...more tomorrow...
Thanks again. If they run it next year I will try to attend.
post #3 of 6
I'm trying to visualize the reference of "flashing my inside arch to the sky" and the Deb reference of her stance looking almost bowlegged and as a result how you could see her working her inside ski- boot in this manner.

I'm interpreting the inside arch to the sky as a key to create higher inside ski edge angles??

Kind of an endless season you have going on out there. That's great.
post #4 of 6

Another way to think of it...

...which is a drill we use in the fall to get back on skis...or anytime things aren't adding up...is to focus on starting the turn by driving the inside knee forward and to the inside of the turn. Your hips will come across, which is where they need to be to stand against the ski and bend it. Doesn't mean you end up on the inside ski, it's just how you start the turn, then you stand against the outside ski.

Old style is to think of driving the outside knee in...it bonks into the inside knee, you A-frame, end of decent edge angles, and so forth. Starting the turn by driving the inside knee in and forward creates "parallel shafts" and lets you max out the edge angle...

A way to get a feel for this without having to do it on 45 degree, World Cup ice, is to make turns in a tuck on the flats. Being in a tuck doesn't let your upper body do weird things; everything has to happen starting with the feet an moving up. You literally can't turn unless you have parallel shafts and you're edging and pressuring.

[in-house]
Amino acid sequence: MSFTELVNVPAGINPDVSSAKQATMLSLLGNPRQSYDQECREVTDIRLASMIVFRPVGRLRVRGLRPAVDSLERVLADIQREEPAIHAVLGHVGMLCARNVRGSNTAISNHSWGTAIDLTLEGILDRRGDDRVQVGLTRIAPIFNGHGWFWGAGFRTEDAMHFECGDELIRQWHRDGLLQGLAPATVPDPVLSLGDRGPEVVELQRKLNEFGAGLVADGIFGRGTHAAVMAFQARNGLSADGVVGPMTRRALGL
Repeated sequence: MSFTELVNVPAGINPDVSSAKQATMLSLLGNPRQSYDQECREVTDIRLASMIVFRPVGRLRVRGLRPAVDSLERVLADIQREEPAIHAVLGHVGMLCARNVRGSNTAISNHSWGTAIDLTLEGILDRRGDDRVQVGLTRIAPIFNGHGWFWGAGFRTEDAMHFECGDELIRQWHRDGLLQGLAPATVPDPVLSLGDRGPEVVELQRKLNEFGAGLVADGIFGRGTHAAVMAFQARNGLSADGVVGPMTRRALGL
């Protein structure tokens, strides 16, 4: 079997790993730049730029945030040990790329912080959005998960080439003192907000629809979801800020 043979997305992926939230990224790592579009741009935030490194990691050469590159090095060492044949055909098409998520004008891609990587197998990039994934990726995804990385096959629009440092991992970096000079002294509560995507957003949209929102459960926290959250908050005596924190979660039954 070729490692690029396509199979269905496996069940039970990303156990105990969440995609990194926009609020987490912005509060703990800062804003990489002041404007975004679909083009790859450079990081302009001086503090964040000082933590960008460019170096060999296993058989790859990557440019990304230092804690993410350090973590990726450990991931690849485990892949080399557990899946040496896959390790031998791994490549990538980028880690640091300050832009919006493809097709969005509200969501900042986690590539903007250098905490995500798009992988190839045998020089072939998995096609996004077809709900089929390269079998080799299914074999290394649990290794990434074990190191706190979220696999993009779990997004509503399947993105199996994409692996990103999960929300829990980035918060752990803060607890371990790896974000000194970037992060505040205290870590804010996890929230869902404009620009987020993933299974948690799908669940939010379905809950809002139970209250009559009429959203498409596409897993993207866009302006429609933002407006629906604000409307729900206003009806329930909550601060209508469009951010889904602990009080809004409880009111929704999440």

I was in a similar SL/GS clinic at Vail in February with Deb A. and Bill Gooch. Gooch has us doing this SL drill where he had us concentrate on just skiing by feeling the soles of our boots only. Deb talked about how when she was racing with Tamara McKinney, Deb was a better athlete, but Tamara was able to balance on the ski between the toepiece and heelpiece of the binding exclusively...that's how she won the World Cup. Try it...you can't do Ad Tech stuff like put the arch of your inside foot to the sky if you don't have a good feel for balancing on the ski just in the length of your boot sole...
post #5 of 6
Thread Starter 
Quote:
Originally Posted by tief schnee View Post
Thanks again. If they run it next year I will try to attend.
Tief, they are. Sign-up available on the PSIA-RM site or by calling the office.
post #6 of 6
Sweet thanks for the heads up.